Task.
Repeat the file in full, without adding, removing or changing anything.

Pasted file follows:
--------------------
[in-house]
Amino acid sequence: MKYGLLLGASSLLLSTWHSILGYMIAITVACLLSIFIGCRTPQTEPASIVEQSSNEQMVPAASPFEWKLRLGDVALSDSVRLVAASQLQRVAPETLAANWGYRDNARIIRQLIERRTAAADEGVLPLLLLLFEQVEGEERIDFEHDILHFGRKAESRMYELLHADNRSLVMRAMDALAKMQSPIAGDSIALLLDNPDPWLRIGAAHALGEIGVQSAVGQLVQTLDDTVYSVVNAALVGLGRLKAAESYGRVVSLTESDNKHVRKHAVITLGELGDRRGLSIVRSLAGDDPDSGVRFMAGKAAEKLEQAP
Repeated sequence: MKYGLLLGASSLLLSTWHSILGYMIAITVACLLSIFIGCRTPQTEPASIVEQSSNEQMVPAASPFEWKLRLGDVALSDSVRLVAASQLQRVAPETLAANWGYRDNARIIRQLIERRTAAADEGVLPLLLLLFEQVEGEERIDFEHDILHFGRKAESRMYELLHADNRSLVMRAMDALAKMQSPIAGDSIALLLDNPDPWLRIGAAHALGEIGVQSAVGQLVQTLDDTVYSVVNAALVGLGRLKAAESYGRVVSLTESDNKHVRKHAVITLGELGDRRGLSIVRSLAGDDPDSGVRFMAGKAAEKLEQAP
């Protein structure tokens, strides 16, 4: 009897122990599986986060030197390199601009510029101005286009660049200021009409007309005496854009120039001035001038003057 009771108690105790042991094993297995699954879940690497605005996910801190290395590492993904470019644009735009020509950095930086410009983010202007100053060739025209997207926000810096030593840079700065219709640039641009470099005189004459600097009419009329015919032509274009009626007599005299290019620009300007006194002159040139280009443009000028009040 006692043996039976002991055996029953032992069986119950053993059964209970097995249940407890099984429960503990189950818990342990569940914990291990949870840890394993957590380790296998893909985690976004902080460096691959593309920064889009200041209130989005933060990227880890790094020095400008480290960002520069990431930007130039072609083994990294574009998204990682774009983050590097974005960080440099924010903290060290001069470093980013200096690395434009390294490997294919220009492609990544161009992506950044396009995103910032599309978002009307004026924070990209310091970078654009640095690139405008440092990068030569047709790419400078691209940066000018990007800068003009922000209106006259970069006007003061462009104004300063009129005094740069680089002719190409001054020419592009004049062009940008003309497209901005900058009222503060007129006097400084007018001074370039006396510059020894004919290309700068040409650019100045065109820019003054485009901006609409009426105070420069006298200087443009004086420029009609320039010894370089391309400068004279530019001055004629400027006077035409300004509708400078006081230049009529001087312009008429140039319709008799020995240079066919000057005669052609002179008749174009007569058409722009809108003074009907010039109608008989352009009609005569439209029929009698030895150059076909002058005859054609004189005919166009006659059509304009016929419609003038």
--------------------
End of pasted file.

[in-house]
Amino acid sequence: MKYGLLLGASSLLLSTWHSILGYMIAITVACLLSIFIGCRTPQTEPASIVEQSSNEQMVPAASPFEWKLRLGDVALSDSVRLVAASQLQRVAPETLAANWGYRDNARIIRQLIERRTAAADEGVLPLLLLLFEQVEGEERIDFEHDILHFGRKAESRMYELLHADNRSLVMRAMDALAKMQSPIAGDSIALLLDNPDPWLRIGAAHALGEIGVQSAVGQLVQTLDDTVYSVVNAALVGLGRLKAAESYGRVVSLTESDNKHVRKHAVITLGELGDRRGLSIVRSLAGDDPDSGVRFMAGKAAEKLEQAP
Repeated sequence: MKYGLLLGASSLLLSTWHSILGYMIAITVACLLSIFIGCRTPQTEPASIVEQSSNEQMVPAASPFEWKLRLGDVALSDSVRLVAASQLQRVAPETLAANWGYRDNARIIRQLIERRTAAADEGVLPLLLLLFEQVEGEERIDFEHDILHFGRKAESRMYELLHADNRSLVMRAMDALAKMQSPIAGDSIALLLDNPDPWLRIGAAHALGEIGVQSAVGQLVQTLDDTVYSVVNAALVGLGRLKAAESYGRVVSLTESDNKHVRKHAVITLGELGDRRGLSIVRSLAGDDPDSGVRFMAGKAAEKLEQAP
């Protein structure tokens, strides 16, 4: 009897122990599986986060030197390199601009510029101005286009660049200021009409007309005496854009120039001035001038003057 009771108690105790042991094993297995699954879940690497605005996910801190290395590492993904470019644009735009020509950095930086410009983010202007100053060739025209997207926000810096030593840079700065219709640039641009470099005189004459600097009419009329015919032509274009009626007599005299290019620009300007006194002159040139280009443009000028009040 006692043996039976002991055996029953032992069986119950053993059964209970097995249940407890099984429960503990189950818990342990569940914990291990949870840890394993957590380790296998893909985690976004902080460096691959593309920064889009200041209130989005933060990227880890790094020095400008480290960002520069990431930007130039072609083994990294574009998204990682774009983050590097974005960080440099924010903290060290001069470093980013200096690395434009390294490997294919220009492609990544161009992506950044396009995103910032599309978002009307004026924070990209310091970078654009640095690139405008440092990068030569047709790419400078691209940066000018990007800068003009922000209106006259970069006007003061462009104004300063009129005094740069680089002719190409001054020419592009004049062009940008003309497209901005900058009222503060007129006097400084007018001074370039006396510059020894004919290309700068040409650019100045065109820019003054485009901006609409009426105070420069006298200087443009004086420029009609320039010894370089391309400068004279530019001055004629400027006077035409300004509708400078006081230049009529001087312009008429140039319709008799020995240079066919000057005669052609002179008749174009007569058409722009809108003074009907010039109608008989352009009609005569439209029929009698030895150059076909002058005859054609004189005919166009006659059509304009016929419609003038």